Thinking – Writing – Speaking: How Words Matter

Words Matter Thinking Speaking or Writing

“You’ll be our keynote speaker this year,” she said.

“Yes, I know,” I said.

She couldn’t hear my heart thumping like a bass drum, but I could.

Understand that it wasn’t fear of speaking that was making my heart pound and my throat close up! It was fear of being the lead speaker at a conference full of my peers. The word “peers” is important because it’s often harder to speak in front of people you know than to speak in front of people you don’t. After all, those who don’t know you have not formed preconceived notions of how successful you should be. They may love you whether you are awesome or just ‘okay.’ Your peers – they come to the table with expectations, and you better meet those expectations if you want a standing ovation.

We can talk about the whole standing ovation thing, too, how it’s become more normal than not and how it doesn’t always signify excellence.

Thinking – writing – speaking: how words matter.

Words matter more than most people know or understand. We learn to talk early in life. Many of us form full sentences by the time we are two. By the time we start kindergarten, we’re talking a blue streak; we know our colors, we know how to form sensible sentences (asking Mom for ice cream just before dinner, then giving her real reasons why it won’t spoil our appetite!), and we learn humor.

What happens between kindergarten and a career is debatable. Some of us embrace language because we read voraciously. We see the power of the written word to inspire our imagination! We begin to love certain authors, and we criticize the movies made of their books because the movie is never as good as the book!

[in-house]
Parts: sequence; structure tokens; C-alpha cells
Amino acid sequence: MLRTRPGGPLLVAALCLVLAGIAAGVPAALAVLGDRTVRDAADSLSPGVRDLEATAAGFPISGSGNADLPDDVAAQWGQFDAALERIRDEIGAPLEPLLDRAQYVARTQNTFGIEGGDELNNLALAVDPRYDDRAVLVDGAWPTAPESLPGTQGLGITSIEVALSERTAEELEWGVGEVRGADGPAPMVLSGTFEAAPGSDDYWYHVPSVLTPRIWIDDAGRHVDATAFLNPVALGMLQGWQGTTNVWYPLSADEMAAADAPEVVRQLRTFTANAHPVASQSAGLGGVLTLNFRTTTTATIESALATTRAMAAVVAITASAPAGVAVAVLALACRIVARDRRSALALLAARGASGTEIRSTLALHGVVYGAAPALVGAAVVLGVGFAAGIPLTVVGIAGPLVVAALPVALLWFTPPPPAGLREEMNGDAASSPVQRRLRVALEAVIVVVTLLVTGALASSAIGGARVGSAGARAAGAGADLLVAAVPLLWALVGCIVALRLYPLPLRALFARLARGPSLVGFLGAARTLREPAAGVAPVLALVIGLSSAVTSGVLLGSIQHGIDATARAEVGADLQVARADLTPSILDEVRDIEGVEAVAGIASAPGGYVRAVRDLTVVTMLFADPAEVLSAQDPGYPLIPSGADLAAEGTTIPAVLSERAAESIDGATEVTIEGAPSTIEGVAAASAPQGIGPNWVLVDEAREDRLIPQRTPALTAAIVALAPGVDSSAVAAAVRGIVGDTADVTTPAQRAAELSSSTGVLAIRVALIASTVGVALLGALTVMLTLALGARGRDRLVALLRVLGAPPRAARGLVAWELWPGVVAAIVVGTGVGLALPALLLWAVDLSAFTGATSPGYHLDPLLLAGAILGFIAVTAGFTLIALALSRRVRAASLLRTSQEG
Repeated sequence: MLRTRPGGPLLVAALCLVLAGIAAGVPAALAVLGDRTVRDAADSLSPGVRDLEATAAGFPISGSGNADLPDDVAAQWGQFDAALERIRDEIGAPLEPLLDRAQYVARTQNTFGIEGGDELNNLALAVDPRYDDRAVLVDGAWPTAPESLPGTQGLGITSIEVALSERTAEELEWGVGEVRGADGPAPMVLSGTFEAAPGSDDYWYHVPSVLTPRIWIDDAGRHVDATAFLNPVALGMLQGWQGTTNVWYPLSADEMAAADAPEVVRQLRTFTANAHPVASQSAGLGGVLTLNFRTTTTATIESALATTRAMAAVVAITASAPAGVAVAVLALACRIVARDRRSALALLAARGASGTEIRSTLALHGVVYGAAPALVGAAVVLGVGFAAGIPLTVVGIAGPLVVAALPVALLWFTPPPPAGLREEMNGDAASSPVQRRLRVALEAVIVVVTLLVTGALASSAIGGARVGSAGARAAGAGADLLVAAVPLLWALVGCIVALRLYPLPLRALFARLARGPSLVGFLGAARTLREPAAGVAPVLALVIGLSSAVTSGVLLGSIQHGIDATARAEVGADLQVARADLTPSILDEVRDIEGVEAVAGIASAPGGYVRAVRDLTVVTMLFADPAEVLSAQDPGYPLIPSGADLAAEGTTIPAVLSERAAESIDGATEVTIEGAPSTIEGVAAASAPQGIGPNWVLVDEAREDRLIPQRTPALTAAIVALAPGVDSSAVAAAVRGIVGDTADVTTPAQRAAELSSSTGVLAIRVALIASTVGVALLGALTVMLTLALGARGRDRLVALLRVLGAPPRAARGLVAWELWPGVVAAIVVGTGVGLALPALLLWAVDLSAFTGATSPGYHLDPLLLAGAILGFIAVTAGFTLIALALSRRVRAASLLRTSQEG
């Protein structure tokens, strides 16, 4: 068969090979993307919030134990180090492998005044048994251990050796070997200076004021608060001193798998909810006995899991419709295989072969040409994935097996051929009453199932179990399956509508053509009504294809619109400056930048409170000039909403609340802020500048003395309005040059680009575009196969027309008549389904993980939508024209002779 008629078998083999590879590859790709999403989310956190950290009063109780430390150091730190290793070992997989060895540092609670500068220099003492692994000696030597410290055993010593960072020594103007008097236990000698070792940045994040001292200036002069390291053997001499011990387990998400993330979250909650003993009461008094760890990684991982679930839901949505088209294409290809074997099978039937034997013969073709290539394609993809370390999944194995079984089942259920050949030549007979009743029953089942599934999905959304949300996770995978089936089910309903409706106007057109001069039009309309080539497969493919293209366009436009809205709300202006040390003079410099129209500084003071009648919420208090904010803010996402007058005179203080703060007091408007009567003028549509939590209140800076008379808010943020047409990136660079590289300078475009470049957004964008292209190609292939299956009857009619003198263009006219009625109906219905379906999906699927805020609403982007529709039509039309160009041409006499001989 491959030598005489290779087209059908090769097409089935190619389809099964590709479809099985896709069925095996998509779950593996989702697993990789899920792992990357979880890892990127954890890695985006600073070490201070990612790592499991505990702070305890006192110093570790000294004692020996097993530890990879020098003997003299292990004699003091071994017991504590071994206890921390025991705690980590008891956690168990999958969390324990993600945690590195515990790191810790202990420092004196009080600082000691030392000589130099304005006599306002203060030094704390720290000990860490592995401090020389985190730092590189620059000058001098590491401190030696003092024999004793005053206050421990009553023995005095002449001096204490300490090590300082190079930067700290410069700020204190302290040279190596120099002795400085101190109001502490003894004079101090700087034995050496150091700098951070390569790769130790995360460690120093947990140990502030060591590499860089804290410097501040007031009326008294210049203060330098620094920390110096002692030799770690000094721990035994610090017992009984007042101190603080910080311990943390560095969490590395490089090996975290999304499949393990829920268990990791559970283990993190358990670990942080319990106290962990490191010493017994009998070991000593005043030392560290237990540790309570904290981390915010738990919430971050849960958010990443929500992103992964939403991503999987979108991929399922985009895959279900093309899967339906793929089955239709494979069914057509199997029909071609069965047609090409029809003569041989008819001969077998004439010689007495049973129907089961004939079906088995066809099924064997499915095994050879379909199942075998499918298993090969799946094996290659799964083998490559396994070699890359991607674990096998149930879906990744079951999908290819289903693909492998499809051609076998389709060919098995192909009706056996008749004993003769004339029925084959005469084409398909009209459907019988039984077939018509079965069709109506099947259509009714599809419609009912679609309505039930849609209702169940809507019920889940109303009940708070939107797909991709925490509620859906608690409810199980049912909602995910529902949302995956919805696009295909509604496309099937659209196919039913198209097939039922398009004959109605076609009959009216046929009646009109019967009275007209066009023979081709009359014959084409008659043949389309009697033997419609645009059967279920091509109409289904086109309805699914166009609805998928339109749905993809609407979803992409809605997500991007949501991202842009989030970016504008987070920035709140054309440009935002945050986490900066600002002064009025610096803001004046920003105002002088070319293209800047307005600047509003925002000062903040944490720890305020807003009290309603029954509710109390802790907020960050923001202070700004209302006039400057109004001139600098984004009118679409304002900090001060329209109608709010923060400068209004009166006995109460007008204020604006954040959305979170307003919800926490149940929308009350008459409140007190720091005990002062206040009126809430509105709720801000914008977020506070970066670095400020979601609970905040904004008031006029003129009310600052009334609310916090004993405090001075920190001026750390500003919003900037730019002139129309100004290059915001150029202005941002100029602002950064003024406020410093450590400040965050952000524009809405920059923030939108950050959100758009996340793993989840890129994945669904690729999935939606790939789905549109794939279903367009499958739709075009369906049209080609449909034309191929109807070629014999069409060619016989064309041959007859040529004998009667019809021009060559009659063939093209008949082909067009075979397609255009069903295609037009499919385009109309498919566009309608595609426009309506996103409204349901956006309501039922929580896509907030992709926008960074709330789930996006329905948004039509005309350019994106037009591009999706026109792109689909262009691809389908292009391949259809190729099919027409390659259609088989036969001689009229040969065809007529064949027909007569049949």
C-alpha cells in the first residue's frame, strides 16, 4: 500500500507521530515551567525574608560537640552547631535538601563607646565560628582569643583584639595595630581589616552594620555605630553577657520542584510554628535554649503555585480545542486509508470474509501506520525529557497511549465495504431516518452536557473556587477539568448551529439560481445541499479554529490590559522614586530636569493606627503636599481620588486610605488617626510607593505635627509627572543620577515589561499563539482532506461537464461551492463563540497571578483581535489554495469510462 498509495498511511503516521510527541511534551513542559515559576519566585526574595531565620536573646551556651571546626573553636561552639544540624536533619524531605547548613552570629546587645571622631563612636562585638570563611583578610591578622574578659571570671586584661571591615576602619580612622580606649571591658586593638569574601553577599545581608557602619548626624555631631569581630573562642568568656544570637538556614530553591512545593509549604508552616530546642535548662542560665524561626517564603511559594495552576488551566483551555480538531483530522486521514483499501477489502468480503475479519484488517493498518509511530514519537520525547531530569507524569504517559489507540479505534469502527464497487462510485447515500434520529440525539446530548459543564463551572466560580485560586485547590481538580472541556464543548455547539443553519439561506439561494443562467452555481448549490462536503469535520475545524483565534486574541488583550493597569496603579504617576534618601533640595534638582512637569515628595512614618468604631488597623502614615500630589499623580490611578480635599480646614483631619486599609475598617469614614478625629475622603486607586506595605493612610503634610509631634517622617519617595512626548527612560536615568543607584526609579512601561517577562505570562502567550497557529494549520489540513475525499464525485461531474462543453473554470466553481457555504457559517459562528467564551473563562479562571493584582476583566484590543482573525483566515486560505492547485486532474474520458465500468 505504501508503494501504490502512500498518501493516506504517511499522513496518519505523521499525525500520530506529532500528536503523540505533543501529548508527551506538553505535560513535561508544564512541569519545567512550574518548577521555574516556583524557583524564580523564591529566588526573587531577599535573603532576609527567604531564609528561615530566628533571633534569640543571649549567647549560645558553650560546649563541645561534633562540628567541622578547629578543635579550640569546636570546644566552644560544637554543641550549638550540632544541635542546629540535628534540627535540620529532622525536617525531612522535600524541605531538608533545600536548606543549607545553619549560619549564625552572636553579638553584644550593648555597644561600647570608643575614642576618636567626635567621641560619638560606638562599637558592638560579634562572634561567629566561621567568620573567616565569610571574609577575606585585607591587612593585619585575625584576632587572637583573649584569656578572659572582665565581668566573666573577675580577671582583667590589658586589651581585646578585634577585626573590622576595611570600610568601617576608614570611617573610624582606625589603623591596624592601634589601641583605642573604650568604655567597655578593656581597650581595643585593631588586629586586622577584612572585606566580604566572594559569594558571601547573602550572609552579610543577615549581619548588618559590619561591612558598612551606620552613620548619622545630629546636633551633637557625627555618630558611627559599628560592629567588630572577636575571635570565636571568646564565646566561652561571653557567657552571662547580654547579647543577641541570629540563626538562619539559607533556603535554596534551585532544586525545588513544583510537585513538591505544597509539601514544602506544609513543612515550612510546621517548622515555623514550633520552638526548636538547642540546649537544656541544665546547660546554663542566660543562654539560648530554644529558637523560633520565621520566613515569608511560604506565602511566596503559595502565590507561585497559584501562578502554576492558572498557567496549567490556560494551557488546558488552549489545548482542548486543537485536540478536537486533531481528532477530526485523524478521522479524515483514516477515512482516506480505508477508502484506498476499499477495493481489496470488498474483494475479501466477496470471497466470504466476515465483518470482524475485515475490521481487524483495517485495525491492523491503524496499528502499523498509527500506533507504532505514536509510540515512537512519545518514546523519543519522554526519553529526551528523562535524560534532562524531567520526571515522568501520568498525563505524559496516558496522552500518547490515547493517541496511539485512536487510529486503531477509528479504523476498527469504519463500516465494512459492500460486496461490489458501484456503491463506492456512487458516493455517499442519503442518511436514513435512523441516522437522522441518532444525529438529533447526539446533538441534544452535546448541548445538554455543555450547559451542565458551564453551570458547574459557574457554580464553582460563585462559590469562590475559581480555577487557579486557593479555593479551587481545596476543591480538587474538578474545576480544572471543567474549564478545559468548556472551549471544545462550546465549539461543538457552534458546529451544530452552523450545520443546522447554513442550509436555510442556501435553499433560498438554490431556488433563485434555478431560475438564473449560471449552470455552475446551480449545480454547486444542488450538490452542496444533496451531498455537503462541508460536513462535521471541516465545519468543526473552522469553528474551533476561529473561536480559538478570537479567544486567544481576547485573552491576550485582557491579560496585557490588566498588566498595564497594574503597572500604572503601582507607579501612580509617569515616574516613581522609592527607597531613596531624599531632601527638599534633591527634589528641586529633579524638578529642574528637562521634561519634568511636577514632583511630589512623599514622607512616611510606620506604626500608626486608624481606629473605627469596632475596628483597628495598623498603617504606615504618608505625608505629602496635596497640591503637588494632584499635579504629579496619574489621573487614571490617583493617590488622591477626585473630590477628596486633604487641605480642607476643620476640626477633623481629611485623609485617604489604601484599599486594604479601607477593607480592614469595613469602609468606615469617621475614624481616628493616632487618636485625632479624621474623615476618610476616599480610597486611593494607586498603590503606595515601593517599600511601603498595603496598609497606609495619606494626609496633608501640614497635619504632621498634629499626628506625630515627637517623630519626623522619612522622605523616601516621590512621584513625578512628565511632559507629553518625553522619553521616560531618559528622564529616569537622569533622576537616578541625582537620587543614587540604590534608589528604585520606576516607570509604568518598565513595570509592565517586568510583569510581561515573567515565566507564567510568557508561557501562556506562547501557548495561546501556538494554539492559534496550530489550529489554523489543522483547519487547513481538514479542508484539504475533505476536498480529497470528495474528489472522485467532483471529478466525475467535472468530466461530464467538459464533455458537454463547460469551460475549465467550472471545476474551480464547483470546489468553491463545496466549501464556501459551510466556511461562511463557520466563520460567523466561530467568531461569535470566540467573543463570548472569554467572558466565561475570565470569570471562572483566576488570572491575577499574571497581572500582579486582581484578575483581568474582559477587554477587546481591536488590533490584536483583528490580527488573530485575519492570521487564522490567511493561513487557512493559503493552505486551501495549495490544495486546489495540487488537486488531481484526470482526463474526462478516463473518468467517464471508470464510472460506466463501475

Some of us embrace the sound of words. We either become vocalists – singers – rock stars – whathaveyou, or we become fans of such. We love the way words sound with music. We begin to appreciate the hard work that goes into making a Broadway musical, for instance. Or a movie with a sound track that sticks in our head for many years, so much so that one or two notes brings it all back to us, and when there are words to accompany said sound track, they pop up in memory, also.

It’s this belief–that words matter–that gave me pause when I was reminded that I would be the keynote speaker at this year’s Women in the Pet Industry Network conference. I would be the opening keynote speaker, no less. I would be up on stage tasked with inspiring the attendees to greater things – greater achievements, greater thoughts and inspirations! Yes, that’s what I would be there to do.

“You’ll be fantastic,” Shawna said. She said it with complete confidence. I could hear the smile in her voice.

“I will,” I said. My voice was not full of confidence, there was no smile there. I swallowed hard and started thinking… about how words matter and how I would need to write, and then speak, a presentation to start the conference off right.

The Story

Author Paul Smith says, Lead with a Story. His book “features powerful stories for 21 of the toughest challenges business people face.”

I am not yet finished with his book, but it’s a must-read on my shelf. And, it did help me craft my story for the WIPIN conference.

In doing so, the moral of the story was paramount. What did I want the audience to take away? Because my focus in BlogPaws and The Lipsticking Society is leadership through thinking, speaking, and writing, my story needed to show (not tell) how I grew from a shy, wayward young girl, writing stories with lead-tipped pencils, into a woman who could stand on stage and perform for an audience.

Keynotes are a performance. I learned that from Michael Port, who is a master at this thinking, speaking, and writing thing. While I have not worked with him personally, I do follow his work and read his newsletter.

Thinking Writing Speaking Stories Create Engagement